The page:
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Pregnant and considering breastfeeding?

What you choose to feed your baby, and how, is important.

March 28, 2017

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However you choose to feed, mealtime is essential to the bonding that happens between you and your baby. That’s because it prompts physical closeness between the two of you, as well as quality interaction.

Talking directly with your baby during mealtime is important for another reason, too. Children’s brains best absorb language during the first three years of life. So being intentional with how you interact with your child from day one helps their brain grow.

And if a mother chooses to breastfeed, there are even more benefits for her and her baby. Here are what our doctors consider to be the top 5 reasons to breastfeed:

  1. Breastmilk is the perfect food for your baby. It has almost all the nutrients your baby needs for the first six months of life. And, since it’s all your baby needs, it’s economical.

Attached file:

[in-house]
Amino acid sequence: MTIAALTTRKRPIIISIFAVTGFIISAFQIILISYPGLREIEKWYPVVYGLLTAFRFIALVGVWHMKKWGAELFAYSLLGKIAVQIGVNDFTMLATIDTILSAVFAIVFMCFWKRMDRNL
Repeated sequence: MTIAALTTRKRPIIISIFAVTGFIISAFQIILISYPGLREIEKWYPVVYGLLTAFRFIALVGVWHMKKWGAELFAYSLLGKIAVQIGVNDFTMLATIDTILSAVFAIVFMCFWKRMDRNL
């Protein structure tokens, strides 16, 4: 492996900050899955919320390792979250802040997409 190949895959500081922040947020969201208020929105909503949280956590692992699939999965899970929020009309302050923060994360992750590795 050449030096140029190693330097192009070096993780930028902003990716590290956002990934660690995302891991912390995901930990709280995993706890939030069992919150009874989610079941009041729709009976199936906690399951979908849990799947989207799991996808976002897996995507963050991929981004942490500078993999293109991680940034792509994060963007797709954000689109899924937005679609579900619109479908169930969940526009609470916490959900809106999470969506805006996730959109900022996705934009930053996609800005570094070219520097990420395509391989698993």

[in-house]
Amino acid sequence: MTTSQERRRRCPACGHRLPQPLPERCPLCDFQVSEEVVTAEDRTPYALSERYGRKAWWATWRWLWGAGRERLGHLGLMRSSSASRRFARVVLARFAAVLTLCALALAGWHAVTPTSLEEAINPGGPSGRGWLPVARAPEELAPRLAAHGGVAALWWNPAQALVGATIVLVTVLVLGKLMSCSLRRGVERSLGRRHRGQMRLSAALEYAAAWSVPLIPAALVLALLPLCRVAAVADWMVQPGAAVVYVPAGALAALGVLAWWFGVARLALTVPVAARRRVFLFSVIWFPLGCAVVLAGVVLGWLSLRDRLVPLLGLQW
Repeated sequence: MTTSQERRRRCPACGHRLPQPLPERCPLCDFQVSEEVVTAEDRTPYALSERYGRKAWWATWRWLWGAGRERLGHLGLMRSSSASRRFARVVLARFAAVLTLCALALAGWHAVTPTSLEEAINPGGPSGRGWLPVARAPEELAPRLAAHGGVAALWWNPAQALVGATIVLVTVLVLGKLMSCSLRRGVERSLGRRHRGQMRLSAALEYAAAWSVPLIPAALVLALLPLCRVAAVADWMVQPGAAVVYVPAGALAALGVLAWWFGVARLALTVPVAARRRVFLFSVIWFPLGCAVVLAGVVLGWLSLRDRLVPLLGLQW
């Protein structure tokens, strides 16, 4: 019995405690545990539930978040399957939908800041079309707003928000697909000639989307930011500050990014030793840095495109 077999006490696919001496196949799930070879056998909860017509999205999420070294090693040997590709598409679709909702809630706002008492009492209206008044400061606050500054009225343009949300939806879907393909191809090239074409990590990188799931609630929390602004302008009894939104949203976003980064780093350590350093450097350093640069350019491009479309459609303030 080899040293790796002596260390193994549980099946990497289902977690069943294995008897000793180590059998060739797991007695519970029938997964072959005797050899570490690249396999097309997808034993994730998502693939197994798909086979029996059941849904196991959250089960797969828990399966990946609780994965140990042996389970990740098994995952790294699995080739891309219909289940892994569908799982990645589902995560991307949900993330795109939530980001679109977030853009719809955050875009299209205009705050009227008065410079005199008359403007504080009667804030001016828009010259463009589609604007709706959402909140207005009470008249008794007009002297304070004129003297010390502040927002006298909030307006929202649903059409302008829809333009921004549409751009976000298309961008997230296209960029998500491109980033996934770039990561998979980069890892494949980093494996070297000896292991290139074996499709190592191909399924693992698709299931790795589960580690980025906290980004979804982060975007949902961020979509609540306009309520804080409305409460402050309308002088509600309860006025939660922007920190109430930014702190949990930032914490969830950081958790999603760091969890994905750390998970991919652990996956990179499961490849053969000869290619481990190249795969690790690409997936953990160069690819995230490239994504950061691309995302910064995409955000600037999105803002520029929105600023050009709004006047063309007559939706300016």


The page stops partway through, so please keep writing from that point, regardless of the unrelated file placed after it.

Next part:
2. Breastmilk helps keep your baby from getting sick. It reduces rates of ear infections by 25 percent and diarrhea by 60 percent in a baby’s first year of life. And hospitalizations for pneumonia are cut by 200 percent. This is because your body has built up antibodies against colds, flus and other diseases throughout your life. And when you nurse, you transfer these antibodies to your baby.
  3. It lowers your baby’s health risks for life. There is a lower SIDS risk for babies who are breastfed exclusively for the first six months of life and then for the next six months have only breast milk and baby food. These babies also have a reduced risk for dental cavities, obesity, asthma and diabetes over their entire lifetime.
  4. It lowers your health risks. Breastfeeding may lower your risk of breast cancer, heart disease and diabetes later in life.
  5. It helps you recover physically. Pregnancy, labor and delivery all put stress on your body. Breastfeeding stimulates the release of oxytocin. And that helps shrink your uterus back down to its normal size after your baby comes.

“Spend some time researching and discussing how breastfeeding would work in your life. Your doctor, your partner or support system and other moms are all good places to start,” says Park Nicollet family medicine doctor Shannon Neale, MD. “Ultimately, it’s important that each mom makes the right decision for her. We encourage you to do what you feel is best for you and your family.”

More resources for connecting with your newborn

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